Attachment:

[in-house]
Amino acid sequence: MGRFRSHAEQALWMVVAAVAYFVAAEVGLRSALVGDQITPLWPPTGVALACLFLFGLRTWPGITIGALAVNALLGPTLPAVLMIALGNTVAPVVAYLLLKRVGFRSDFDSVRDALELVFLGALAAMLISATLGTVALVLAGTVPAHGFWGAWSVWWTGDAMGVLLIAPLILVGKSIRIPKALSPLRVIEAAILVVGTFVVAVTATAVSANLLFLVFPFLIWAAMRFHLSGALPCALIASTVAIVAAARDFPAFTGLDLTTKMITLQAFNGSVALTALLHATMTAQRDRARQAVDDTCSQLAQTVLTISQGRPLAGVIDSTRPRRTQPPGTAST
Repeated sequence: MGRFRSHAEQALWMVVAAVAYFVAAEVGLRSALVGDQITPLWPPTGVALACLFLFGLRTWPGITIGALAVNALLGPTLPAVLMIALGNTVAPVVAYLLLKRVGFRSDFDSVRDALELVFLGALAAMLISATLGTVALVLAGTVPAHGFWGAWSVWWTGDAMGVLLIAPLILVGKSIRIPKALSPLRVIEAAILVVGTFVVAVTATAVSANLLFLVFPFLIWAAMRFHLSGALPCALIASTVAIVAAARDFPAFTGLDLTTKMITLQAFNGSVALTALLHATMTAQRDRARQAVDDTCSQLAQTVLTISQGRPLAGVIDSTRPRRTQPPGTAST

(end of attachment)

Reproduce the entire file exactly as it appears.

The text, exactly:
[in-house]
Amino acid sequence: MGRFRSHAEQALWMVVAAVAYFVAAEVGLRSALVGDQITPLWPPTGVALACLFLFGLRTWPGITIGALAVNALLGPTLPAVLMIALGNTVAPVVAYLLLKRVGFRSDFDSVRDALELVFLGALAAMLISATLGTVALVLAGTVPAHGFWGAWSVWWTGDAMGVLLIAPLILVGKSIRIPKALSPLRVIEAAILVVGTFVVAVTATAVSANLLFLVFPFLIWAAMRFHLSGALPCALIASTVAIVAAARDFPAFTGLDLTTKMITLQAFNGSVALTALLHATMTAQRDRARQAVDDTCSQLAQTVLTISQGRPLAGVIDSTRPRRTQPPGTAST
Repeated sequence: MGRFRSHAEQALWMVVAAVAYFVAAEVGLRSALVGDQITPLWPPTGVALACLFLFGLRTWPGITIGALAVNALLGPTLPAVLMIALGNTVAPVVAYLLLKRVGFRSDFDSVRDALELVFLGALAAMLISATLGTVALVLAGTVPAHGFWGAWSVWWTGDAMGVLLIAPLILVGKSIRIPKALSPLRVIEAAILVVGTFVVAVTATAVSANLLFLVFPFLIWAAMRFHLSGALPCALIASTVAIVAAARDFPAFTGLDLTTKMITLQAFNGSVALTALLHATMTAQRDRARQAVDDTCSQLAQTVLTISQGRPLAGVIDSTRPRRTQPPGTAST